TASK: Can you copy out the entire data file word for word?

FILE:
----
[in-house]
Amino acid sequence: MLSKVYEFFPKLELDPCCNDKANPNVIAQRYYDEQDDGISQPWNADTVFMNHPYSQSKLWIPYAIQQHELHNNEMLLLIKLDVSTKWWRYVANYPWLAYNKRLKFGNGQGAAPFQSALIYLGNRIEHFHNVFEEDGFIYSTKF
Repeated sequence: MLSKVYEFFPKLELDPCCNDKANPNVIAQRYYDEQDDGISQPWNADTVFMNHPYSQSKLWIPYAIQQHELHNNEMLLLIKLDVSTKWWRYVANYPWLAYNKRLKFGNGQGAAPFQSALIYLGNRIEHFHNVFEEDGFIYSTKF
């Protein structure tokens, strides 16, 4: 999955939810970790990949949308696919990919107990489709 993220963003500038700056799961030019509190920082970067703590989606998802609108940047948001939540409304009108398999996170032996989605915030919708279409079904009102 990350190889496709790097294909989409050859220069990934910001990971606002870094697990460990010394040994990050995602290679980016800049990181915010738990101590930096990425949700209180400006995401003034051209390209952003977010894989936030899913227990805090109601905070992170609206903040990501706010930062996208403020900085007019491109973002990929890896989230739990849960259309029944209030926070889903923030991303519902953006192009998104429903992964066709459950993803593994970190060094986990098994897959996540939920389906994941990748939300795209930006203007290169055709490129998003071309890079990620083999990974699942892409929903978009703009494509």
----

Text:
[in-house]
Amino acid sequence: MLSKVYEFFPKLELDPCCNDKANPNVIAQRYYDEQDDGISQPWNADTVFMNHPYSQSKLWIPYAIQQHELHNNEMLLLIKLDVSTKWWRYVANYPWLAYNKRLKFGNGQGAAPFQSALIYLGNRIEHFHNVFEEDGFIYSTKF
Repeated sequence: MLSKVYEFFPKLELDPCCNDKANPNVIAQRYYDEQDDGISQPWNADTVFMNHPYSQSKLWIPYAIQQHELHNNEMLLLIKLDVSTKWWRYVANYPWLAYNKRLKFGNGQGAAPFQSALIYLGNRIEHFHNVFEEDGFIYSTKF
């Protein structure tokens, strides 16, 4: 999955939810970790990949949308696919990919107990489709 993220963003500038700056799961030019509190920082970067703590989606998802609108940047948001939540409304009108398999996170032996989605915030919708279409079904009102 990350190889496709790097294909989409050859220069990934910001990971606002870094697990460990010394040994990050995602290679980016800049990181915010738990101590930096990425949700209180400006995401003034051209390209952003977010894989936030899913227990805090109601905070992170609206903040990501706010930062996208403020900085007019491109973002990929890896989230739990849960259309029944209030926070889903923030991303519902953006192009998104429903992964066709459950993803593994970190060094986990098994897959996540939920389906994941990748939300795209930006203007290169055709490129998003071309890079990620083999990974699942892409929903978009703009494509």